6. If .recType = 0xF004, the rest of the current file block is an OfficeArtSpContainer record. Read the record as described in the next procedure, "To reconstruct a single shape in the MS-ODRAW format."

    If .recType = 0xF003, the rest of the current file block is an OfficeArtSpgrContainer record, which represents a subordinate shape group. Read the record as described in the previous three steps.

  7. Read the remaining OfficeArtSpgrContainerFileBlock records in the same manner.

  8. Find the OfficeArtDggContainer that represents the drawing group for the file.

  9. Inside the OfficeArtDggContainer, find the property tables by checking each record header, reading the records of type OfficeArtFOPT and OfficeArtTertiaryFOPT, and skipping the rest.

  10. These property tables represent default properties across the file. Parse the property tables as before, but apply properties from these tables only to shapes that do not already specify the property in question.

  11. Render the shape group in your application according to the information collected.

To reconstruct a single shape within a shape group

  • Starting with an OfficeArtSPContainer record, read the record header for each record inside the container, and continue as follows:

    1. If record type = OfficeArtFSPGR (0xF009), AND this is the first shape in the drawing, and therefore the group shape, the record represents the .shapeGroup field. Skip the record header, and read the remaining 16 bytes into memory as four 4-byte signed integers that give the left, top, right, and bottom coordinates of the top-level group shape.

    2. If record type = OfficeArtChildAnchor (0xF00F), AND the current shape is not the group shape, the record represents the .childAnchor field. Skip the record header and read the remaining 16 bytes into memory as four signed integers that specify the left, top, right, and bottom coordinates of the current shape in relation to its parent group shape.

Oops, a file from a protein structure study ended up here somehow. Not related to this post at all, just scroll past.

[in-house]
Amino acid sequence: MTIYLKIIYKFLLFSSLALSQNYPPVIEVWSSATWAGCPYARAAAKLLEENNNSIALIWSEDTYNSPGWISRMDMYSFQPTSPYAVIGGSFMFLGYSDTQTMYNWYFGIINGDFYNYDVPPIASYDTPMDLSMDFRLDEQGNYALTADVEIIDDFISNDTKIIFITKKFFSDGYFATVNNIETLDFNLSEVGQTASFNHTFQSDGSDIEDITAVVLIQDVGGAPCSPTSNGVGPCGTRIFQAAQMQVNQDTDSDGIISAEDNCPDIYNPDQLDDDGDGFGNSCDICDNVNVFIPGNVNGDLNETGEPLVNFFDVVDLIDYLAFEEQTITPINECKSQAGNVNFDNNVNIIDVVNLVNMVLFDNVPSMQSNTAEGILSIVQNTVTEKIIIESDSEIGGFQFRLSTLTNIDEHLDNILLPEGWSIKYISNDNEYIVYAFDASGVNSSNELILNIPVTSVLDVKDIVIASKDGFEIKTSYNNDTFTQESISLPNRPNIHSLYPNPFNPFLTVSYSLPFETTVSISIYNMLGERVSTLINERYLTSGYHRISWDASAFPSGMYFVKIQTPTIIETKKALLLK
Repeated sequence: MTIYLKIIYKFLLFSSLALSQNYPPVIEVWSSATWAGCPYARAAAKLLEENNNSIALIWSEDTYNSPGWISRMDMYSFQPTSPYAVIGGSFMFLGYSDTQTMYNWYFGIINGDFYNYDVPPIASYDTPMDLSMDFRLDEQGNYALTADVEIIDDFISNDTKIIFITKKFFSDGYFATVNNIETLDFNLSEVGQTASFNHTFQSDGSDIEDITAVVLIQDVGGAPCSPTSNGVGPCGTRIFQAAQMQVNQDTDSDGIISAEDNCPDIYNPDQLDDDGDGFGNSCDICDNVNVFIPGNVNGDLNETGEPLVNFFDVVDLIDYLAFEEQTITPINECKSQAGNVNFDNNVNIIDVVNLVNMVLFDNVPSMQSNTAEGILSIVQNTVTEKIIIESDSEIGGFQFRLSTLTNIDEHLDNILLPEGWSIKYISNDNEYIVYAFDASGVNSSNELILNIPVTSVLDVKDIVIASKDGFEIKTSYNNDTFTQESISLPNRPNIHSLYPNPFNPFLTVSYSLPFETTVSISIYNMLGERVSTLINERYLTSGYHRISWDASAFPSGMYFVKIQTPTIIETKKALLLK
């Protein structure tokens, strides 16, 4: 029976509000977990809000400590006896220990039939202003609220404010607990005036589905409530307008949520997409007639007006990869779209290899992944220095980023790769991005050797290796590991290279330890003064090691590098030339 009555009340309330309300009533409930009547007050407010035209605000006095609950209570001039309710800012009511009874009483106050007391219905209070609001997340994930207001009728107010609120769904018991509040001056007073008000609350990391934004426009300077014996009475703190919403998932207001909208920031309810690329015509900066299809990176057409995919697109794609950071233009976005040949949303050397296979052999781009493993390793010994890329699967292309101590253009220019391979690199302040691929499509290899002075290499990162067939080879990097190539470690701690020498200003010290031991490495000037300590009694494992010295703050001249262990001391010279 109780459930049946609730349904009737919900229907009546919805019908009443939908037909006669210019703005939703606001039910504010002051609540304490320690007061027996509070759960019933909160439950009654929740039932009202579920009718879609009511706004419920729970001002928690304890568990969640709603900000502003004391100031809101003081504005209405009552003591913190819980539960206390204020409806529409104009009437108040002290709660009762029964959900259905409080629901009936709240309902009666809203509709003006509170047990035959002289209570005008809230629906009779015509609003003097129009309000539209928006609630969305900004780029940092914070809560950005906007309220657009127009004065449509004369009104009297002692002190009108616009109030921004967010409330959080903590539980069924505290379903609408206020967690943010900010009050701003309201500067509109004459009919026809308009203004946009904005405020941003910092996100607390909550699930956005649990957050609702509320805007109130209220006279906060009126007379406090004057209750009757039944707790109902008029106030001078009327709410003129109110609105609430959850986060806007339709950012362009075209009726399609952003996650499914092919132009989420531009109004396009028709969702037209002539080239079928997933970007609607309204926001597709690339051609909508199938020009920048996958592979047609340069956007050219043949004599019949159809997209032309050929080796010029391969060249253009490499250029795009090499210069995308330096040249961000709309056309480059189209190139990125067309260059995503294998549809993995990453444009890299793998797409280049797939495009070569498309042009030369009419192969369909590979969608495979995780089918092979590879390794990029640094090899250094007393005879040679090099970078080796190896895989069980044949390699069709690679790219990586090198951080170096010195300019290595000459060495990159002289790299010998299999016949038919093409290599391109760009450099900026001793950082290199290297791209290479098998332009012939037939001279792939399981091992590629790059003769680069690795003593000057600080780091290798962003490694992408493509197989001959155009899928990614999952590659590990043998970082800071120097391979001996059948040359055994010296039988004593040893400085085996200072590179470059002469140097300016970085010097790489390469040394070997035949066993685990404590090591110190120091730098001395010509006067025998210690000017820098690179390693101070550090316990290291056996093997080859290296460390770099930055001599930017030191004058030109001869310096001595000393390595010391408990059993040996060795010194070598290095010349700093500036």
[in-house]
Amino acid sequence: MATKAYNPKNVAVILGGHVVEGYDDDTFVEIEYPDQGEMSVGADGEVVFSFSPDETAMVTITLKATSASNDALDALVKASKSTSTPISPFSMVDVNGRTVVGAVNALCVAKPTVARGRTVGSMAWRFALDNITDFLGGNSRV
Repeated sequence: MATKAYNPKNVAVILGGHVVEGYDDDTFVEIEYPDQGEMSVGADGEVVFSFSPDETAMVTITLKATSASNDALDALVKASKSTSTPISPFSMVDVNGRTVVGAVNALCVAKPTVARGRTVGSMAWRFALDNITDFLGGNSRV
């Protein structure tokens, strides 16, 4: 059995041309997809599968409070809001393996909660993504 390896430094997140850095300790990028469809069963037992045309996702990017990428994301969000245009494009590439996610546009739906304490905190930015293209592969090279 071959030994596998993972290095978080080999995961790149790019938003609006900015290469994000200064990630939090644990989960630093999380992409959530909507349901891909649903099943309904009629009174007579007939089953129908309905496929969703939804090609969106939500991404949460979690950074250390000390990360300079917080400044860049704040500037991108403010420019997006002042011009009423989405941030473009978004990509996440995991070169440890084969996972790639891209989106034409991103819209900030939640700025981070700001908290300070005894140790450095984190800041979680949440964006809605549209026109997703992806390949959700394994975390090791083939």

3. If record type = OfficeArtFSP (0xF00A), the record represents the .shapeProp field, which is a 16-bytes long. Read the record into memory. Bits 4-15 specify an MSOSPT enumeration value which defines the shape type. Bits 101 and 102 specify if the shape is horizontally or vertically flipped from its default orientation.

    4. If record type = OfficeArtFOPT (0xF00B), OfficeArtSecondaryFOPT (0xF121), or OfficeArtTertiaryFOPT (0xF122), the record is a property table. Parse the properties as described in the next procedure, "To parse properties in the MS-ODRAW format."

    5. Skip all other records.


To parse properties in the MS-ODRAW format

  1. Starting with a property table, such as an OfficeArtFOPT record, begin reading the first member of the .fopt array, which consists of OfficeArtRGFOPTE property groups. Each group represents a category of properties in the property table.

  2. Begin reading the first OfficeArtRGFOPTE group. OfficeArtRGFOPTE records have no record header, but begin with the first member of the .rgfopte array, which consists of OfficeArtFOPTE records.

  3. Each OfficeArtFOPTE record represents a single property. Read the 2-byte .opid field, which is an OfficeArtFOPTEOPID record into memory.

    Read the first 14 bits the identifier of the property as an unsigned integer. To find which integer values correspond to which properties, consult the properties list in section 2.3 of the MS-ODRAW specification.

    The last bit, if set to 1, means that this is a complex property.

  4. Read the remaining 4 byte .op field of the current OfficeArtFOPTE record as a signed integer, which specifies the value for the property, or if the property is complex, the number of bytes of complex data that hold the value.